Side Tidbit: I have the utmost respect for any stay at home parent. It’s more work than I do on a daily basis and is worth a much higher salary than most in the workforce make. I could never do what my wife does daily; she’s an absolute saint with a great deal of patience, something I severely lack.
Ok, so what’s up next?
I now had two main items to complete immediately…one was something I had no clue how to approach but that’s why you surround yourself with good people:
- Buyout my consulting partner – we were 50/50 partners in the business so I needed to buyout his remaining ownership. This was the item I had no clue on what to do, but it’s why we have lawyers to help. As much as I’ll b!tch at the hourly cost we’re invoiced for their services, they’re really a huge help. So I immediately called up Kevin our business attorney and shared the situation. There’s some legal stuff I don’t need to share but he helped us get through the process rather quickly. Since the business was cash rich, I didn’t have to pull anything out of pocket to buy him out so it was relatively painless.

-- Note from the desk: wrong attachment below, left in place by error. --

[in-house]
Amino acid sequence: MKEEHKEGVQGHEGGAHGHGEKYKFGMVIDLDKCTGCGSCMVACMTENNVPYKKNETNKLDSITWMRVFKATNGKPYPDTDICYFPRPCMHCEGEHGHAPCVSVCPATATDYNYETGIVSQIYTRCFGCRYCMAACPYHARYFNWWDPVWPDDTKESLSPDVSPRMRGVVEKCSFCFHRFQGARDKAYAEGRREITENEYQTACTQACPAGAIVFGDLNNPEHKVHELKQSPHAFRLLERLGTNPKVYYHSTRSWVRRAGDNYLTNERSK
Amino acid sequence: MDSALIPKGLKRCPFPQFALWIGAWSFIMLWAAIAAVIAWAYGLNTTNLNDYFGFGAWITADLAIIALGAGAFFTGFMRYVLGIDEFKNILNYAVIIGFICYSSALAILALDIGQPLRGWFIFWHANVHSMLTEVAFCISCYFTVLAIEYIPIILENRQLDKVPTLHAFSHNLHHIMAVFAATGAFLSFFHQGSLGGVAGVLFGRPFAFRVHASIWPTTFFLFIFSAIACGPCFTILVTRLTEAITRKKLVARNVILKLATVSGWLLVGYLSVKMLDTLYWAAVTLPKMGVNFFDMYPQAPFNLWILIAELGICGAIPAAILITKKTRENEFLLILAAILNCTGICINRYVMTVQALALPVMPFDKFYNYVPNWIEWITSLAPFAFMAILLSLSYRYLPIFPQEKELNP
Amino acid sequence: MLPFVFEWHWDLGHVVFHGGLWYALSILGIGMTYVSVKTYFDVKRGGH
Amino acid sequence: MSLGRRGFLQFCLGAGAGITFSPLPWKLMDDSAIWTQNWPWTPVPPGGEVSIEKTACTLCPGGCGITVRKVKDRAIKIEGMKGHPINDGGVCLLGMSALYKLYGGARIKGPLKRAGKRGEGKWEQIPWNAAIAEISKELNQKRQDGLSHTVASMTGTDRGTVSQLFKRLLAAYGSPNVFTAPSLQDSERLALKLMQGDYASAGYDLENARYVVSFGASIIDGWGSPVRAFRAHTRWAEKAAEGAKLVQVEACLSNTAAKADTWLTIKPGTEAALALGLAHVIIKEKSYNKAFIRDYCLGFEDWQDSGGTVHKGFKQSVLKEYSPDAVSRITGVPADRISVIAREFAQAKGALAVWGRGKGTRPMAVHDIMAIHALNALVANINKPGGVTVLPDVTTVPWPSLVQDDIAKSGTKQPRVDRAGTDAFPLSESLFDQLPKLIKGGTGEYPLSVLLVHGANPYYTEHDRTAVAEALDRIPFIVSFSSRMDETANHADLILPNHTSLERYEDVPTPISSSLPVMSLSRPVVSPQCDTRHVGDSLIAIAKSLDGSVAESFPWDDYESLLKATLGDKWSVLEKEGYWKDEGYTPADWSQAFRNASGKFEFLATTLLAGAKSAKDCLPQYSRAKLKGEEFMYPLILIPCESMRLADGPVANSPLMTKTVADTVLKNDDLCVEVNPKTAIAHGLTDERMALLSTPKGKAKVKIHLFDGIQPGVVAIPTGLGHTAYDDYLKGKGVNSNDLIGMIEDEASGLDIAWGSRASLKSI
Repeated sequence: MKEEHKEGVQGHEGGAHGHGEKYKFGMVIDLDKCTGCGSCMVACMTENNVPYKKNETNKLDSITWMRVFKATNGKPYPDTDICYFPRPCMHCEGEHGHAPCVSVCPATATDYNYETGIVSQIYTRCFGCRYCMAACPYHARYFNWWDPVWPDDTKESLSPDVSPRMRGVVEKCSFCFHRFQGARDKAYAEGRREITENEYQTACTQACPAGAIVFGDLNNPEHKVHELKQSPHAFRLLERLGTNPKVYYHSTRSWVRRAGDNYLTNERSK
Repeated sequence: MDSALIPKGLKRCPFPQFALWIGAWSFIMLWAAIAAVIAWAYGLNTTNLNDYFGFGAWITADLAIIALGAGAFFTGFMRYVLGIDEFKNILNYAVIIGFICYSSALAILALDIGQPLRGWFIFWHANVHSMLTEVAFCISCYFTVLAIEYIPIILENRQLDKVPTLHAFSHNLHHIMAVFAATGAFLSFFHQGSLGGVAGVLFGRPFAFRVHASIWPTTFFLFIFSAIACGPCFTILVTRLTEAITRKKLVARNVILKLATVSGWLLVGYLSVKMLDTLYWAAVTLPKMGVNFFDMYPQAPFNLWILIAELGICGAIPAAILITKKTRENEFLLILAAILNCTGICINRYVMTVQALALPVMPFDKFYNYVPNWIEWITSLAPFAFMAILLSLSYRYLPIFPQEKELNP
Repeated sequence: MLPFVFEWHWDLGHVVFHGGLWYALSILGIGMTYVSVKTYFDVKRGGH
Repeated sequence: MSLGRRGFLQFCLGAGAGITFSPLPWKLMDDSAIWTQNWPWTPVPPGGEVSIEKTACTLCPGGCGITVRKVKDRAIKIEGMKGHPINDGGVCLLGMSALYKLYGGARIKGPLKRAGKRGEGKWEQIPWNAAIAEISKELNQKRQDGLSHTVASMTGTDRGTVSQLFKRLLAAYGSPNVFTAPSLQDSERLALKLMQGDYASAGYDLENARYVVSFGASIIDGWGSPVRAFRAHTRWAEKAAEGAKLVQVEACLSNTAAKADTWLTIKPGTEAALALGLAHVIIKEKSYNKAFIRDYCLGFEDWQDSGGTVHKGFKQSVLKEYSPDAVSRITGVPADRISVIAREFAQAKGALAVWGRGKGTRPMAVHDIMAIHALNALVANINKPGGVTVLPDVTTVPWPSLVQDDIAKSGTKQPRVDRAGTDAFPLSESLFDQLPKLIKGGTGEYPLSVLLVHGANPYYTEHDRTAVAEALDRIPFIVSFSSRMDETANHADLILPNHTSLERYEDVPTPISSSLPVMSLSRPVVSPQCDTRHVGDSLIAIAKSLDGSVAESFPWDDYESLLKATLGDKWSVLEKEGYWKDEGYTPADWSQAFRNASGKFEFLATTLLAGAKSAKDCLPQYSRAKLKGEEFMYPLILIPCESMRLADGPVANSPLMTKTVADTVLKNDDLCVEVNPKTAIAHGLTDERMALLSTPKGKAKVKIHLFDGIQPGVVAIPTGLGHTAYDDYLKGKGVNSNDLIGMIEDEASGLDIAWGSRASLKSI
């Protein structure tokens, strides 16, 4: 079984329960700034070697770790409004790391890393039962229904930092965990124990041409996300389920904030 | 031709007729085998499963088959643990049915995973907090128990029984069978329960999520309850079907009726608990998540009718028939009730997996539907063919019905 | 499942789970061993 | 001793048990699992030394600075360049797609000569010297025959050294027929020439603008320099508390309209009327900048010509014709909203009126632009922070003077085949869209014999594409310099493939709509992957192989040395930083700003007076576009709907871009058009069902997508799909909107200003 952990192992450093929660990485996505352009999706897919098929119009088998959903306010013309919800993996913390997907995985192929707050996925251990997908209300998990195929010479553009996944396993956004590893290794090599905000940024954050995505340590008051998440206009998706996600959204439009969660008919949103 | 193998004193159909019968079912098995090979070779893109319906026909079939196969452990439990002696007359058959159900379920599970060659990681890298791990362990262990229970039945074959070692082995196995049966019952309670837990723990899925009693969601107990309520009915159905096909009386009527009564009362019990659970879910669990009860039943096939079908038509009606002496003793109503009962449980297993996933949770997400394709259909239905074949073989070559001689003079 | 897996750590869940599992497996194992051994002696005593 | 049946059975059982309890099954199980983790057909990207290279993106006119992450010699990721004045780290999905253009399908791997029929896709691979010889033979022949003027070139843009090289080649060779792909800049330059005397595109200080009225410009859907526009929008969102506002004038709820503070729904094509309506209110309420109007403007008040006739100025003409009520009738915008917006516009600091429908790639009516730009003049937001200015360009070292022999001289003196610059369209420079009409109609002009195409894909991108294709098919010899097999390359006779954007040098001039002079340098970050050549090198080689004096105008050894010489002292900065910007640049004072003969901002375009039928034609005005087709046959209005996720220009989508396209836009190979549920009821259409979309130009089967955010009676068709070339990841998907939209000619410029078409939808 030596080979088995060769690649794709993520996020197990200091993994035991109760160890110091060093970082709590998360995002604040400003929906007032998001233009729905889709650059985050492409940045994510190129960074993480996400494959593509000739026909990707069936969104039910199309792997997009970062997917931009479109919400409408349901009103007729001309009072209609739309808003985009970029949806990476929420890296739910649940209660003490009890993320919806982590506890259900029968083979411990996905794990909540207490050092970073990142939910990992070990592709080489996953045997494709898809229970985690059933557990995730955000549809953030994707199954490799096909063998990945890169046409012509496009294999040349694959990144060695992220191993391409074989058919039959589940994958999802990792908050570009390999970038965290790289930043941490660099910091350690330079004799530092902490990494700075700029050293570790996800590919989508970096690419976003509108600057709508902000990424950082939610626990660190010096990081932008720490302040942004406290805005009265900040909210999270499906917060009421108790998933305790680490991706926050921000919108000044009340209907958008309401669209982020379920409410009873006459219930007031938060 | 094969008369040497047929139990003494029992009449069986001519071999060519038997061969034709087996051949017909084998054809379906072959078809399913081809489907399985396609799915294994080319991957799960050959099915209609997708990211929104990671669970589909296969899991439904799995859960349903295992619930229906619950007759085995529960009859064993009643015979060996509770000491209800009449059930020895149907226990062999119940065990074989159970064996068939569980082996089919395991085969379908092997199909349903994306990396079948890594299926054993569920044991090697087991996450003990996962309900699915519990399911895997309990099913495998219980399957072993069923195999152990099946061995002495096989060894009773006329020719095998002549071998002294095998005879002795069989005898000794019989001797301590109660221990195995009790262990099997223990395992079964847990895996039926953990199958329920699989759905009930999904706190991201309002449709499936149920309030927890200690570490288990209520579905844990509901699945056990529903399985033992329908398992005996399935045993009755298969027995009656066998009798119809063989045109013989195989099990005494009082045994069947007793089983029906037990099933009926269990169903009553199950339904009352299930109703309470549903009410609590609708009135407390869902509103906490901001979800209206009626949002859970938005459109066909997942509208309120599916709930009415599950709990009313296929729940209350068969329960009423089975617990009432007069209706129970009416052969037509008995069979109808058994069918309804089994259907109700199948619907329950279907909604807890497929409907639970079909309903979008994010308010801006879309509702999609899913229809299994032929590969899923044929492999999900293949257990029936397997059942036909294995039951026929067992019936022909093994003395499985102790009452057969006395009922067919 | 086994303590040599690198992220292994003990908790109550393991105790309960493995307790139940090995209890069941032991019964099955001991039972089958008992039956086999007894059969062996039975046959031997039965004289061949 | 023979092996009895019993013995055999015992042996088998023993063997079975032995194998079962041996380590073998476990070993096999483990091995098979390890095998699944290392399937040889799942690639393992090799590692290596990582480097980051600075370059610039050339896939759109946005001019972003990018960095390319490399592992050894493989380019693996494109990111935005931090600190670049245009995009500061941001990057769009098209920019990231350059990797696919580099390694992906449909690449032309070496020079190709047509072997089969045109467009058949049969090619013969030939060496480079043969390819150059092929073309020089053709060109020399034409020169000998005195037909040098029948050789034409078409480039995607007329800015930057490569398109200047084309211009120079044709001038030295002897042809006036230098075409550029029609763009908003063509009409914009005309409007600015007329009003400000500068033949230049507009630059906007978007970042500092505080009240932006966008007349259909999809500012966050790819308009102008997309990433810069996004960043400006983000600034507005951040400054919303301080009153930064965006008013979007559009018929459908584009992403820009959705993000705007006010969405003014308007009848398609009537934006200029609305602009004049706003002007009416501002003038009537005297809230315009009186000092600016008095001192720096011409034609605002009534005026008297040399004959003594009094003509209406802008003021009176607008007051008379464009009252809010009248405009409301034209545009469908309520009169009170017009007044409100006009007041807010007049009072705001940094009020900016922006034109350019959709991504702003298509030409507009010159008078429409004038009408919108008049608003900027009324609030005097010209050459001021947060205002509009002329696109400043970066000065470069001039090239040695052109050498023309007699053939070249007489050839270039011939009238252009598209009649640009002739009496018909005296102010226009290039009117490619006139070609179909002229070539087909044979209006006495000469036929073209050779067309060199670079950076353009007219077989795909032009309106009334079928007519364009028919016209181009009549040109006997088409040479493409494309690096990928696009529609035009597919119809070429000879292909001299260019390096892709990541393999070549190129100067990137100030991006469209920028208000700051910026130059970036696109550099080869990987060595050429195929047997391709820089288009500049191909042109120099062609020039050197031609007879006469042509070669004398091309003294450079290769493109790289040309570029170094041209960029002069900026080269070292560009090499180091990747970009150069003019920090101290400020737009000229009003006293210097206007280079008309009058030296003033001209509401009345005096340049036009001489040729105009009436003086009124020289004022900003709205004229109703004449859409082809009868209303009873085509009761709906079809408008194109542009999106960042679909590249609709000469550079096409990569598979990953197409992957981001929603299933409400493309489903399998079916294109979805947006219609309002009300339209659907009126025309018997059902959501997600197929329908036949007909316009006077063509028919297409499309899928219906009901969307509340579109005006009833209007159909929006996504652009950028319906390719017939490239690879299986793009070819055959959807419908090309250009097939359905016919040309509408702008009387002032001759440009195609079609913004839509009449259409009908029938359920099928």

- Share the news with our employees – all this was going on with our employees oblivious to the fact. Obviously they needed to know so they could decide if they wanted to continue on with me or find other opportunities elsewhere. I’d support then in either path, but had hoped they’d stay and support my objectives. For this conversation, I prepared a PowerPoint sharing my vision moving forward and how each of us fit into the plan.
One employee would be responsible for defining our network architecture (servers and other hardware) we needed to support FileGuardian and participate in the application design and architecture. He would still consult a high number of hours per week as well. The second employee would scale back his consulting hours and concentrate on FileGuardian’s overall application design. His goal would be create a prototype within a few weeks. Scaling back his consulting work back a bit would provide him more time to concentrate on FileGuardian, but this put some pressure on me since it would reduce the revenue he was generating. I knew I’d be taken a pretty big loss on his time, but felt hey, this would be my investment into the beginning of this new venture.